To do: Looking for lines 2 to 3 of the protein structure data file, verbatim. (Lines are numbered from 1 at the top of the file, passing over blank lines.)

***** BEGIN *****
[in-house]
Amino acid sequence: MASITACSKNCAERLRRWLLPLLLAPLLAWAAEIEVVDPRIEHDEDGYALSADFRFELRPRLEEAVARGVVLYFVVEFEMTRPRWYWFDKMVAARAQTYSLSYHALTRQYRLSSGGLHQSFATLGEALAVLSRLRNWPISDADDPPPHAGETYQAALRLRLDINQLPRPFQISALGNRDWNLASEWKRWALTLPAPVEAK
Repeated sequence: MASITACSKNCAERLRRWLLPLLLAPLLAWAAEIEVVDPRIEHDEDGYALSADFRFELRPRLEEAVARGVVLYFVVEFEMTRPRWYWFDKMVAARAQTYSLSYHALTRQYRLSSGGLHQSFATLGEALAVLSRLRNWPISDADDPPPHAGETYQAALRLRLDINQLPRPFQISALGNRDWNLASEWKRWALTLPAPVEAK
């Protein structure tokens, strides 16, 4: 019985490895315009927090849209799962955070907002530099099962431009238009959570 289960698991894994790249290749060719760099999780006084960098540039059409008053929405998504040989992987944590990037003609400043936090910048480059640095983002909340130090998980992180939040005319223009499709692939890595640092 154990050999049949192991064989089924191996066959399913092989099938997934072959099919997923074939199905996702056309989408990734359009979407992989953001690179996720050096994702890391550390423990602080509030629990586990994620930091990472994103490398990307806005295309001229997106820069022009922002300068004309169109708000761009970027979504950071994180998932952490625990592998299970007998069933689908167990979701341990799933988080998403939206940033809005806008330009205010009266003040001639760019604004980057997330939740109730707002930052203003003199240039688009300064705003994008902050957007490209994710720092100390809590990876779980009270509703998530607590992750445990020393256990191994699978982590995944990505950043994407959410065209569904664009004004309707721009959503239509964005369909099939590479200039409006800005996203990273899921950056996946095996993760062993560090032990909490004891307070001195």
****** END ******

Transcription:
Amino acid sequence: MASITACSKNCAERLRRWLLPLLLAPLLAWAAEIEVVDPRIEHDEDGYALSADFRFELRPRLEEAVARGVVLYFVVEFEMTRPRWYWFDKMVAARAQTYSLSYHALTRQYRLSSGGLHQSFATLGEALAVLSRLRNWPISDADDPPPHAGETYQAALRLRLDINQLPRPFQISALGNRDWNLASEWKRWALTLPAPVEAK
Repeated sequence: MASITACSKNCAERLRRWLLPLLLAPLLAWAAEIEVVDPRIEHDEDGYALSADFRFELRPRLEEAVARGVVLYFVVEFEMTRPRWYWFDKMVAARAQTYSLSYHALTRQYRLSSGGLHQSFATLGEALAVLSRLRNWPISDADDPPPHAGETYQAALRLRLDINQLPRPFQISALGNRDWNLASEWKRWALTLPAPVEAK